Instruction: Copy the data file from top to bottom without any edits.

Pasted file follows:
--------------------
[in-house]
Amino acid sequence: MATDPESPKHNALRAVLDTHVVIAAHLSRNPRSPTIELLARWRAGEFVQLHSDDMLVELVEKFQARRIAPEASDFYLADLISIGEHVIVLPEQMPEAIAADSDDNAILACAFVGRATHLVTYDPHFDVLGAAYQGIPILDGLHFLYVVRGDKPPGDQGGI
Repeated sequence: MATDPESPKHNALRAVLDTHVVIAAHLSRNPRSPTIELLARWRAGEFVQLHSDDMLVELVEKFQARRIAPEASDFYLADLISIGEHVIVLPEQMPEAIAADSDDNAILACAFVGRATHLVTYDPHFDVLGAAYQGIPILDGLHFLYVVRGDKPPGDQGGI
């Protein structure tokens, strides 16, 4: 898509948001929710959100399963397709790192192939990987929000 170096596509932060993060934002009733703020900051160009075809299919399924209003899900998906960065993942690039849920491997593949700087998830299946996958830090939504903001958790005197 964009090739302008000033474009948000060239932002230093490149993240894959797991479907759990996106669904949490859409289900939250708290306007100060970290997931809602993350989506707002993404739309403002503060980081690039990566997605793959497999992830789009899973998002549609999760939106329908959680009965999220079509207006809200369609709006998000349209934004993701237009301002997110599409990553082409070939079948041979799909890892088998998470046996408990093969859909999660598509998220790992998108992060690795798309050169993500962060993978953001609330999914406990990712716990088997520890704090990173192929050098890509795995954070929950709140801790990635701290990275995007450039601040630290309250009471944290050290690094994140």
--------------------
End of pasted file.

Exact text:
[in-house]
Amino acid sequence: MATDPESPKHNALRAVLDTHVVIAAHLSRNPRSPTIELLARWRAGEFVQLHSDDMLVELVEKFQARRIAPEASDFYLADLISIGEHVIVLPEQMPEAIAADSDDNAILACAFVGRATHLVTYDPHFDVLGAAYQGIPILDGLHFLYVVRGDKPPGDQGGI
Repeated sequence: MATDPESPKHNALRAVLDTHVVIAAHLSRNPRSPTIELLARWRAGEFVQLHSDDMLVELVEKFQARRIAPEASDFYLADLISIGEHVIVLPEQMPEAIAADSDDNAILACAFVGRATHLVTYDPHFDVLGAAYQGIPILDGLHFLYVVRGDKPPGDQGGI
């Protein structure tokens, strides 16, 4: 898509948001929710959100399963397709790192192939990987929000 170096596509932060993060934002009733703020900051160009075809299919399924209003899900998906960065993942690039849920491997593949700087998830299946996958830090939504903001958790005197 964009090739302008000033474009948000060239932002230093490149993240894959797991479907759990996106669904949490859409289900939250708290306007100060970290997931809602993350989506707002993404739309403002503060980081690039990566997605793959497999992830789009899973998002549609999760939106329908959680009965999220079509207006809200369609709006998000349209934004993701237009301002997110599409990553082409070939079948041979799909890892088998998470046996408990093969859909999660598509998220790992998108992060690795798309050169993500962060993978953001609330999914406990990712716990088997520890704090990173192929050098890509795995954070929950709140801790990635701290990275995007450039601040630290309250009471944290050290690094994140």